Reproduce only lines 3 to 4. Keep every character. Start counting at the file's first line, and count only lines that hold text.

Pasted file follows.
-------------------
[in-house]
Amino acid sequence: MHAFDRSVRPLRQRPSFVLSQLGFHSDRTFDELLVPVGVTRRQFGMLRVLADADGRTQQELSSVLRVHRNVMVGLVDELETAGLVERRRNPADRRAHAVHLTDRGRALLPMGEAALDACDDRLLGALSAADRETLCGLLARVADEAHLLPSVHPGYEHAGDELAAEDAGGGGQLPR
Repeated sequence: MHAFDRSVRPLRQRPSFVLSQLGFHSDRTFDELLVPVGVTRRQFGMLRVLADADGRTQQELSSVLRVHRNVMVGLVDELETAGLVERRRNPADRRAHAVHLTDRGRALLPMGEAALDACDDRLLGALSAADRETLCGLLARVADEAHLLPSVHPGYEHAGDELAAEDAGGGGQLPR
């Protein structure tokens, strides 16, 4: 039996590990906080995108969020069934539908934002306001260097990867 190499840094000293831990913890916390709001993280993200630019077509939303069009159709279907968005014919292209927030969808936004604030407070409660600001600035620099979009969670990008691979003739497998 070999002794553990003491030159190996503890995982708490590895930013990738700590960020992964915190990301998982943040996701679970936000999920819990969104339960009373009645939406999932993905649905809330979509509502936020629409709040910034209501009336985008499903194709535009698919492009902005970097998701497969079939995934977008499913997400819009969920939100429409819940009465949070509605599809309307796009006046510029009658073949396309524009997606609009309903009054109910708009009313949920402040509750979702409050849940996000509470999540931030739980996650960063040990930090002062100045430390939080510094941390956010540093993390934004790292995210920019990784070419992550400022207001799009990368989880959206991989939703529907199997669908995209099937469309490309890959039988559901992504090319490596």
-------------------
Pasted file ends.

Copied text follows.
Repeated sequence: MHAFDRSVRPLRQRPSFVLSQLGFHSDRTFDELLVPVGVTRRQFGMLRVLADADGRTQQELSSVLRVHRNVMVGLVDELETAGLVERRRNPADRRAHAVHLTDRGRALLPMGEAALDACDDRLLGALSAADRETLCGLLARVADEAHLLPSVHPGYEHAGDELAAEDAGGGGQLPR
């Protein structure tokens, strides 16, 4: 039996590990906080995108969020069934539908934002306001260097990867 190499840094000293831990913890916390709001993280993200630019077509939303069009159709279907968005014919292209927030969808936004604030407070409660600001600035620099979009969670990008691979003739497998 070999002794553990003491030159190996503890995982708490590895930013990738700590960020992964915190990301998982943040996701679970936000999920819990969104339960009373009645939406999932993905649905809330979509509502936020629409709040910034209501009336985008499903194709535009698919492009902005970097998701497969079939995934977008499913997400819009969920939100429409819940009465949070509605599809309307796009006046510029009658073949396309524009997606609009309903009054109910708009009313949920402040509750979702409050849940996000509470999540931030739980996650960063040990930090002062100045430390939080510094941390956010540093993390934004790292995210920019990784070419992550400022207001799009990368989880959206991989939703529907199997669908995209099937469309490309890959039988559901992504090319490596």